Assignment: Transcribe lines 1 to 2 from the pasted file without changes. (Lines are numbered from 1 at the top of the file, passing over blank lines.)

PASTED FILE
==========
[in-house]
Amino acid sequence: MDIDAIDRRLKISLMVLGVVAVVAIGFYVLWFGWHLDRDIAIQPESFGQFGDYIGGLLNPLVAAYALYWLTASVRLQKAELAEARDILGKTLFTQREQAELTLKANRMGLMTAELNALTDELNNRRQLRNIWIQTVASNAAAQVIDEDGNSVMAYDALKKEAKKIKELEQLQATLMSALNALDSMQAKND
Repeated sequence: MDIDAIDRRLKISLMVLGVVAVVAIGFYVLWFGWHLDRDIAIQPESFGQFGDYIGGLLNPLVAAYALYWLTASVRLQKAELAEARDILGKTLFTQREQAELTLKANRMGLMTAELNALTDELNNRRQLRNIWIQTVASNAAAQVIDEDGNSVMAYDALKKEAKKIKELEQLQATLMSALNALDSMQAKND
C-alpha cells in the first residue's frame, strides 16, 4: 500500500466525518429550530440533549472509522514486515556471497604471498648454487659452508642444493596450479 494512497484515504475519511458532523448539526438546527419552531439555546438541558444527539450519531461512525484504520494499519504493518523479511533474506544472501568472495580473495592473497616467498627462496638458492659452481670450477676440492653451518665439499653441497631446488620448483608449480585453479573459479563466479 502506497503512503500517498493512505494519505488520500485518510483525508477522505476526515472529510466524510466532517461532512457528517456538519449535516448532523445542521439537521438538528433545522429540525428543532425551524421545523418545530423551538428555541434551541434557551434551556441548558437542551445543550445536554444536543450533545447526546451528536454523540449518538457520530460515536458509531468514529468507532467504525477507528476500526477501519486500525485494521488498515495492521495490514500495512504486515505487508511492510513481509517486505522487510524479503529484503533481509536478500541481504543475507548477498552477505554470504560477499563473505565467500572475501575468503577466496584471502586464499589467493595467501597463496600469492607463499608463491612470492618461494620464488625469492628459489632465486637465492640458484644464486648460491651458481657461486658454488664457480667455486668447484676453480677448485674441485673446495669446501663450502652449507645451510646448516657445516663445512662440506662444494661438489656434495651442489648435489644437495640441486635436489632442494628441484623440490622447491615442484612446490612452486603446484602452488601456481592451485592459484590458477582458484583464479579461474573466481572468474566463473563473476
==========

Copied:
[in-house]
Amino acid sequence: MDIDAIDRRLKISLMVLGVVAVVAIGFYVLWFGWHLDRDIAIQPESFGQFGDYIGGLLNPLVAAYALYWLTASVRLQKAELAEARDILGKTLFTQREQAELTLKANRMGLMTAELNALTDELNNRRQLRNIWIQTVASNAAAQVIDEDGNSVMAYDALKKEAKKIKELEQLQATLMSALNALDSMQAKND